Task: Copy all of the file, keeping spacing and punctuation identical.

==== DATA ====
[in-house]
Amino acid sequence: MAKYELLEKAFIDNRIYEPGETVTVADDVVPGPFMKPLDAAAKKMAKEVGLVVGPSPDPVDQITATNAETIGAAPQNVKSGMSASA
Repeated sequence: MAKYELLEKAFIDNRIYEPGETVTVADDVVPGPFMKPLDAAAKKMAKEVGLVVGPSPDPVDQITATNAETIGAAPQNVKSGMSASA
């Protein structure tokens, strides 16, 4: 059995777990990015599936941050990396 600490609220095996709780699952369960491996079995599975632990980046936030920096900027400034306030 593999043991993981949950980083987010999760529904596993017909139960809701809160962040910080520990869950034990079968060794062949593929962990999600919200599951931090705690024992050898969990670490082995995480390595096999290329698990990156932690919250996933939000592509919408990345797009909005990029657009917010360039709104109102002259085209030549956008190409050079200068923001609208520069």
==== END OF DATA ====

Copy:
[in-house]
Amino acid sequence: MAKYELLEKAFIDNRIYEPGETVTVADDVVPGPFMKPLDAAAKKMAKEVGLVVGPSPDPVDQITATNAETIGAAPQNVKSGMSASA
Repeated sequence: MAKYELLEKAFIDNRIYEPGETVTVADDVVPGPFMKPLDAAAKKMAKEVGLVVGPSPDPVDQITATNAETIGAAPQNVKSGMSASA
């Protein structure tokens, strides 16, 4: 059995777990990015599936941050990396 600490609220095996709780699952369960491996079995599975632990980046936030920096900027400034306030 593999043991993981949950980083987010999760529904596993017909139960809701809160962040910080520990869950034990079968060794062949593929962990999600919200599951931090705690024992050898969990670490082995995480390595096999290329698990990156932690919250996933939000592509919408990345797009909005990029657009917010360039709104109102002259085209030549956008190409050079200068923001609208520069």